What can we expect from your EP Summer Sun?
HS: So that’s coming out mid-September and there’s going to be a track called Motor City on it, which is about when we got stranded in Detroit. They flew all our luggage to Nashville and we got stuck with no clothes or anything. We tried to get on a flight, we couldn’t, so we ended up at Motel 6 at 2am and I’m there washing my underwear in the sink with a bar of soap. So Motor City describes that joyous occasion. Summer Sun was recorded at Shangri-La studios in Malibu with Rick Rubin, it’s got [RHCP’s] Chad Smith on drums and [The Faces’] Ian McLagan on keyboard, who sadly passed away at the end of last year, so this was probably the last record he did. It was a real honour to have him perform with us.

So how did you meet the band who played with you today?
HS: Our managers actually knew some guys that wanted to play so we rehearsed for a couple of months with them and got it tight.

You recently toured the US with George Ezra. How was that?

HS:That was an amazing experience. When we were working on the album we were on the West Coast for some time and we’ve been to New York and Nashville but we’ve never really seen Middle America and we got to go up into Canada as well, which was great. We nearly got wiped out by a tornado one night. It was pitch black, fork lightning everywhere, the van was swaying, and our tour manager who was driving us goes: “Guys, everybody keep an eye out and let me know if you see a tornado.” We thought he was joking but he looked really nervous. So yeah, it was exciting.
Rupert Stansall: We did a cover just recently of the The Weeknd’s Can’t Feel My Face alongside our movie footage that we took whilst touring the States.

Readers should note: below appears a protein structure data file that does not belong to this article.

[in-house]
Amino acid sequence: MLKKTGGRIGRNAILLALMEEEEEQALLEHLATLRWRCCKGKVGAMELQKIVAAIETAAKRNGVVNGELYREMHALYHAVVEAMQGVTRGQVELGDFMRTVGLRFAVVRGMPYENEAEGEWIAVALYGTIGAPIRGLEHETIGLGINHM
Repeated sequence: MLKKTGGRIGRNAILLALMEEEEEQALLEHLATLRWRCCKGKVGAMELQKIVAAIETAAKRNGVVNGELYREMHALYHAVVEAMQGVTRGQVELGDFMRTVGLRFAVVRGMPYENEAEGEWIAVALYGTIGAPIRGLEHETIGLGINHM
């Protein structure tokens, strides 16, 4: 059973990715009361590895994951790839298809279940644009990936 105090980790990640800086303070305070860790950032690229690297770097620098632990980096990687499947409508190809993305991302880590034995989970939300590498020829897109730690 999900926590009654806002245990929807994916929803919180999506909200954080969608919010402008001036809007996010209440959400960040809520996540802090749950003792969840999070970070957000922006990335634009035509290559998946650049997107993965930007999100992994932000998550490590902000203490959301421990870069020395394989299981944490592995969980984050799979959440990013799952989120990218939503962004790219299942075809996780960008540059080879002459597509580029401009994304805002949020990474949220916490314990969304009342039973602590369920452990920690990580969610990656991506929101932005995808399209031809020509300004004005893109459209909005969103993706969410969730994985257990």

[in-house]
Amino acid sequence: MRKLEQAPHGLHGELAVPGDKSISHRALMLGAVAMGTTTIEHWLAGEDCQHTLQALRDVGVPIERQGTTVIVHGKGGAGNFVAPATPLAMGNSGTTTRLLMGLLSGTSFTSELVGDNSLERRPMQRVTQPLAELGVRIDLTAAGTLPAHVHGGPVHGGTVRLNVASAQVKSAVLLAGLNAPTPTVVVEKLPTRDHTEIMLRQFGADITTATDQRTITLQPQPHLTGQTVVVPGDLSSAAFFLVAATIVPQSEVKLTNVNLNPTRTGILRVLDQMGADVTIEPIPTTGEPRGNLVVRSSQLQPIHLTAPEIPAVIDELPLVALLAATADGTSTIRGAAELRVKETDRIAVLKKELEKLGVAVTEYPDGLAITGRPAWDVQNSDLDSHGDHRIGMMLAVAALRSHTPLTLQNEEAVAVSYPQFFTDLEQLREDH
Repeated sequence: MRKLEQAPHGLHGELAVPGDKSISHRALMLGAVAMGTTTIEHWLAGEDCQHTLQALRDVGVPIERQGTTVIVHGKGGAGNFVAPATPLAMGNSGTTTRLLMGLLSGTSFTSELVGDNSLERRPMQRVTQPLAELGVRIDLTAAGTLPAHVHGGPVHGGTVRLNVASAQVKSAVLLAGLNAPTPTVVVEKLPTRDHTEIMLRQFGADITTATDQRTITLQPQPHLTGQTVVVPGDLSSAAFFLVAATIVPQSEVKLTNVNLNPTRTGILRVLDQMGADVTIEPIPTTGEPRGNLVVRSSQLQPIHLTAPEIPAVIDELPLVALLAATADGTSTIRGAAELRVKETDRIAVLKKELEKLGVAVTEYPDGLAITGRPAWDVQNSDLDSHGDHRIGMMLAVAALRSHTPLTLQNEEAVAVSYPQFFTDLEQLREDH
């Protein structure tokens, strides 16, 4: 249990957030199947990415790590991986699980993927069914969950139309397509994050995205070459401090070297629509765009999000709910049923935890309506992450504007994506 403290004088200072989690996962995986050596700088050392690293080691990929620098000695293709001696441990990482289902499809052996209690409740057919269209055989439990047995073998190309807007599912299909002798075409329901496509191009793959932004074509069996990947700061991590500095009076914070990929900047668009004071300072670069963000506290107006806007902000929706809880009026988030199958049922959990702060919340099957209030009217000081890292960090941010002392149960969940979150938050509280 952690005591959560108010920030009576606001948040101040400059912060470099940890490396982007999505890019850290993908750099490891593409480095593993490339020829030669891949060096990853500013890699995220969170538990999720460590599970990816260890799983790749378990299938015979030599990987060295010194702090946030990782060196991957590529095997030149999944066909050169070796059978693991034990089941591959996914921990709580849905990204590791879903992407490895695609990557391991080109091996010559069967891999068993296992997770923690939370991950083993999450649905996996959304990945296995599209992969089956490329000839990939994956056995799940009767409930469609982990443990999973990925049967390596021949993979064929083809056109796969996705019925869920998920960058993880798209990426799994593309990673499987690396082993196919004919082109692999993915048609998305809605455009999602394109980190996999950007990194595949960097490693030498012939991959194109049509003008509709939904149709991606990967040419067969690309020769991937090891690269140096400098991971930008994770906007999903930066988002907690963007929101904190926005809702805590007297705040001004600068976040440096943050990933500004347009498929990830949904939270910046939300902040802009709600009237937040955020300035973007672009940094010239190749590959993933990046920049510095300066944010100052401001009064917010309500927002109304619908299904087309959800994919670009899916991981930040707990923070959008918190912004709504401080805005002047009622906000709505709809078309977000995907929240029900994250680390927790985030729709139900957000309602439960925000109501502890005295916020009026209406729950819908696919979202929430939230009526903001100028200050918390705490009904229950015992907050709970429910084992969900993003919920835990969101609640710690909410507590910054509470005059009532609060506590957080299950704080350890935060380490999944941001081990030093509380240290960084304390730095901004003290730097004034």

Didn’t you shoot your first music video on your iPhone?
HS:Yeah, for our first song Aces, and it was picked up by Dean Jackson from BBC Introducing Nottingham. He heard the track that we recorded in our bedsit and we recorded the video on my iPhone. When we moved down to London we had no money, shared one room together and just hoped for the best – and it turned out all right!

Where does your rockabilly influence come from? Were you brought up on that kind of music?
RS: Kind of. We were brought up on a lot of Chuck Berry and Muddy Waters, which isn’t quite so rockabilly, but from that we explored Johnny Cash and Buddy Holly.
HS: We had a good diet of music growing up – The Stones, Van Morrison, Roy Orbison, Bruce Springsteen.
RS: We wanted to incorporate a bit of that style because it’s the best way to play guitar.
HS: We also played pubs and clubs of the north for years – Scunthorpe, Grimsby, Hull. We would play Elvis, Cash, Searchers and Buddy Holly – just things people wanted to hear in the pub. We must have done 1,000 gigs before we moved to London. We did everything. It took a lot of work.

At what age did you begin to play together?
HS: Around 10-11, when we started secondary school.

Is there ever any sibling rivalry?

HS: We have the odd disagreement. There was a bit of rivalry today when Rupert spilt his entire coffee on my bag so that started an argument, of course. We usually fall out over petty stuff really.
RS: It gets pretty heated!
HS: We spend so much time together it’s inevitable, but in general we’re pretty good.

Y Not Festival was at Pikehall, Derbyshire, 31 July-2 Aug 2015. Read our review here

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Y Not Festival 2015